Approximately one year later, County Court sent a letter to the parties – which the People attached to the ADA's affirmation – scheduling a pretrial conference and instructing the People to come bearing their “best offer.”  The ADA averred that, during an ensuing telephone conference, trial counsel “again rais[ed] the potential immigration consequences to ․ defendant” relative to the People's previous offer and asked the People to reconsider.  As evidenced by a letter dated May 31, 2012, the People ultimately relented, at County Court's urging, and offered to permit defendant to plead guilty – in full satisfaction of the underlying indictment – to criminal possession of marihuana in the first degree, subject to certain conditions and sentencing parameters.  The ADA asserted that the matter was set for “an accept or reject appearance” or conference on June 1, 2012, but that he received an email from County Court canceling the conference.  The email, which was sent on June 1, 2012 and attached to the ADA's affirmation, stated that trial counsel had contacted County Court by telephone and indicated that “defendant had informed him that he d[id] not want the offer.”  The matter thereafter proceeded to trial.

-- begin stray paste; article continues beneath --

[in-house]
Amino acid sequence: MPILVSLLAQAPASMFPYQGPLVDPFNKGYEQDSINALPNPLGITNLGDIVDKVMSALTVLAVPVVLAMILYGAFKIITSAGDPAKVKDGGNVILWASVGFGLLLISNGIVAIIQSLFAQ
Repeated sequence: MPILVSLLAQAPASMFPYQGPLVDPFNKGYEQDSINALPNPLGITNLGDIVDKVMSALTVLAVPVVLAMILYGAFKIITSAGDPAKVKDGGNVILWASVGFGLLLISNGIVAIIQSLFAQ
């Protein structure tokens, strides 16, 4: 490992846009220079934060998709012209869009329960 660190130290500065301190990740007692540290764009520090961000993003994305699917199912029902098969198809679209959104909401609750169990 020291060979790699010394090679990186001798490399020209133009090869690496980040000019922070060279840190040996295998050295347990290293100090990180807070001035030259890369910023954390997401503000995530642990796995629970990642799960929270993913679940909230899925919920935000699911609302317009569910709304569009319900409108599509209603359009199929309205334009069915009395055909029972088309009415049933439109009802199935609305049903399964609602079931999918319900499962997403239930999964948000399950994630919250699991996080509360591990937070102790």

A defendant's right to meaningful representation encompasses “the conveyance of accurate information regarding plea negotiations, including relaying all plea offers made by the prosecution” (People v. Brett W., 144 AD3d 1314, 1315 [2016] [internal quotation marks and citations omitted];  see People v. Maldonado, 116 AD3d 980, 980 [2014] ).  “In order to prevail on an ineffective assistance of counsel claim based upon the defense counsel's failure to adequately inform the defendant of a plea offer, the defendant has the burden of establishing that the People made the plea offer, that the defendant was not adequately informed of the offer, that there was a reasonable probability that the defendant would have accepted the offer had counsel adequately communicated it to him [or her], and that there was a reasonable likelihood that neither the People nor the court would have blocked the alleged agreement” (People v. Nicelli, 121 AD3d 1129, 1129–1130 [2014] [citations omitted], lv denied 24 NY3d 1220 [2015];  accord People v. Brett W., 144 AD3d at 1316).